Trusts – The Swiss Army Knife of Estate Planning
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With changes to the U.S. tax code and the high cost of living and medical care, it is especially important to make the right decisions when it comes to your financial moves.
To the general public, a trust may seem like an advanced tool only for the wealthiest among us. But, the reality is that trusts are a foundational estate planning tool with a solid history for being highly effective in ensuring a person’s wishes are carried out. The process begins with the maker of a trust – commonly referred to as the trust maker, grantor, settlor, or trustor – transferring his or her ownership of certain assets to the trust. A trustee is then appointed to manage these assets for the beneficiary (or beneficiaries) of the trust. In a typical asset protection trust, you are the trust maker and income beneficiary, while a trusted family member is the trustee who manages the trust during your life as well as for your beneficiaries until all assets are finally distributed.
Types of Trusts
There are a broad variety of trusts and combinations of options available to you to fit your estate planning needs – no matter what they are. Here are some of the most commonly used:
- Revocable Living Trusts. These trusts are the foundation of many estate plans. They contain your instructions for how your assets will be handled upon your death or incapacity, which go into effect while you are still living. Since these trusts are revocable, you can change or cancel provisions at any time during your life.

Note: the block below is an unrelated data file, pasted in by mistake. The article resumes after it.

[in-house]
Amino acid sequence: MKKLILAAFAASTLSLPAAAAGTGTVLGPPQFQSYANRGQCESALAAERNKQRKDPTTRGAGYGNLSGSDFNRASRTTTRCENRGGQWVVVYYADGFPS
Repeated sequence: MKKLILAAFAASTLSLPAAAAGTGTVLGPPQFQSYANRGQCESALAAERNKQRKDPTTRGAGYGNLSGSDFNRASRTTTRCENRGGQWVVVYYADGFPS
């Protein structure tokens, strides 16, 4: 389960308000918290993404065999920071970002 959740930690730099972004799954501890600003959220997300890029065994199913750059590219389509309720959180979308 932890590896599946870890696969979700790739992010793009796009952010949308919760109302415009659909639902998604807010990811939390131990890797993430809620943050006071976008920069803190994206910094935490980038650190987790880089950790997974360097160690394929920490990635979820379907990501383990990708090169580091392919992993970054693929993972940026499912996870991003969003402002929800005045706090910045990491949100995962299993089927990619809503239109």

- Asset Protection Trusts. These trusts offer perhaps the strongest financial protection against creditors, lawsuits, and judgments. In some types of asset protection trusts, the trust maker can also be a beneficiary, allowing him or her to still receive the benefits of the assets. Protective legal language and proper management of the trust are critical when you use these trusts.
- Testamentary Trusts. This trust does not become effective until the grantor passes away. Testamentary trusts are generally made within a will. The will becomes effective immediately, but the trust is not created until the maker of the will dies. Unlike living trusts, testamentary trusts do not avoid probate – the legal process by which a court oversees the distribution of assets from a deceased’s estate.
- Incentive Trusts. These trusts typically contain provisions to encourage or discourage certain behavior and promote family values. In order for the beneficiary to receive funds from the trust, he or she must adhere to the particular requirements set forth by the grantor.
- Beneficiary Controlled Trusts. In this scenario, the beneficiary – typically the grantor’s child or grandchild – is also the trustee. He or she has the discretion to distribute assets to him or herself for health, maintenance, education, or support. There is a co-trustee, who can be removed by the beneficiary/trustee, with the authority to access the trust for the benefit of the beneficiary beyond his or her health, maintenance, education, or support.
Seek Professional Advice
Estate planning may feel complicated, but it can be an enlightening process when you have the right guide who can develop a plan consistent with your goals. Contact us today for an estate plan that best suits your needs as well as protects your family.